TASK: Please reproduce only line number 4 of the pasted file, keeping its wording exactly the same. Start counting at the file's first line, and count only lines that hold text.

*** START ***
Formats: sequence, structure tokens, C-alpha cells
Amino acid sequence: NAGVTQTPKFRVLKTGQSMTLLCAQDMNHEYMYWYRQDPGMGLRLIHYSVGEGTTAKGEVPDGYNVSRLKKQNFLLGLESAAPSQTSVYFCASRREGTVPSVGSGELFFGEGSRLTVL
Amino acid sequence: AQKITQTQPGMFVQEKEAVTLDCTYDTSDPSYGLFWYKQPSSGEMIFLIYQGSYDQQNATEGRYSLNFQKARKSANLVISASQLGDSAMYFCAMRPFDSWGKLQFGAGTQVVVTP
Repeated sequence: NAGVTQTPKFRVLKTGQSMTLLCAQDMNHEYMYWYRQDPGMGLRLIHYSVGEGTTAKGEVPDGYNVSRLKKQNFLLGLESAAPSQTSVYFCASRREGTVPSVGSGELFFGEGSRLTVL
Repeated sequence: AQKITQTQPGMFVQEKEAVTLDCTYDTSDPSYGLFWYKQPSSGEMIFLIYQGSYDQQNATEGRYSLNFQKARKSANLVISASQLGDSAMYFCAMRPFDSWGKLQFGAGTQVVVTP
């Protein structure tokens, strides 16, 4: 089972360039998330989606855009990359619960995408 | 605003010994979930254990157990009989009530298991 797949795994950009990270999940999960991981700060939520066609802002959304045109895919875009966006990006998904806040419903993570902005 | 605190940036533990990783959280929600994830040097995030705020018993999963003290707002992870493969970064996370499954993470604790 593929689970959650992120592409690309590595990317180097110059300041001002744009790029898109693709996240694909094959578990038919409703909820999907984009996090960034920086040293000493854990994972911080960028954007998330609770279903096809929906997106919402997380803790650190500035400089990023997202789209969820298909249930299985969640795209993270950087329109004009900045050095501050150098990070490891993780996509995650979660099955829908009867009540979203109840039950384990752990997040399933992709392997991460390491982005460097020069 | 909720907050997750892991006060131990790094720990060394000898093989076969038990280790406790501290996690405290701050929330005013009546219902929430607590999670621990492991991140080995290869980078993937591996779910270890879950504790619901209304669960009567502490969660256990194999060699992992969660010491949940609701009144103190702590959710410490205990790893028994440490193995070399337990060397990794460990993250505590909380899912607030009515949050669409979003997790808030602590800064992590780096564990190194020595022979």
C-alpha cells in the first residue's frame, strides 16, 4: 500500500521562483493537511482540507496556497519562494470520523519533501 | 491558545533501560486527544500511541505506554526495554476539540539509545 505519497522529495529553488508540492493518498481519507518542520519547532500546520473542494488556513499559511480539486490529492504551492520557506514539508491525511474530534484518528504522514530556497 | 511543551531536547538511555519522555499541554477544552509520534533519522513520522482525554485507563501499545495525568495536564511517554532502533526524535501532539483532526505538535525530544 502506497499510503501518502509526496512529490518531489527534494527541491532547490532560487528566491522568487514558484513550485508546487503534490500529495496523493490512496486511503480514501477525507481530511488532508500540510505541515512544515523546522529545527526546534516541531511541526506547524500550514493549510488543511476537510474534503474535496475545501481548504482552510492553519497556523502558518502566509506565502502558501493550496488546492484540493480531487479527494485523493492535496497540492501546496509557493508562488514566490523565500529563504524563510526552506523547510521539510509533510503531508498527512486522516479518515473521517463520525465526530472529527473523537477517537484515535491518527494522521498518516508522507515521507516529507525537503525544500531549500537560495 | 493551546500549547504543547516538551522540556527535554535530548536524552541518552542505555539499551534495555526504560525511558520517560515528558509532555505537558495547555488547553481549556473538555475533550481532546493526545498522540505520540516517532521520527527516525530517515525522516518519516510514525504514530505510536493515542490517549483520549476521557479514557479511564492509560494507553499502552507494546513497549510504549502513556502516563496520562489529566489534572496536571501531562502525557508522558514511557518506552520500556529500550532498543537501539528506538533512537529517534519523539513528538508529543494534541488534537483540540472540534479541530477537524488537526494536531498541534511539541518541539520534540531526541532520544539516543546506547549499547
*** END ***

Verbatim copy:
Repeated sequence: NAGVTQTPKFRVLKTGQSMTLLCAQDMNHEYMYWYRQDPGMGLRLIHYSVGEGTTAKGEVPDGYNVSRLKKQNFLLGLESAAPSQTSVYFCASRREGTVPSVGSGELFFGEGSRLTVL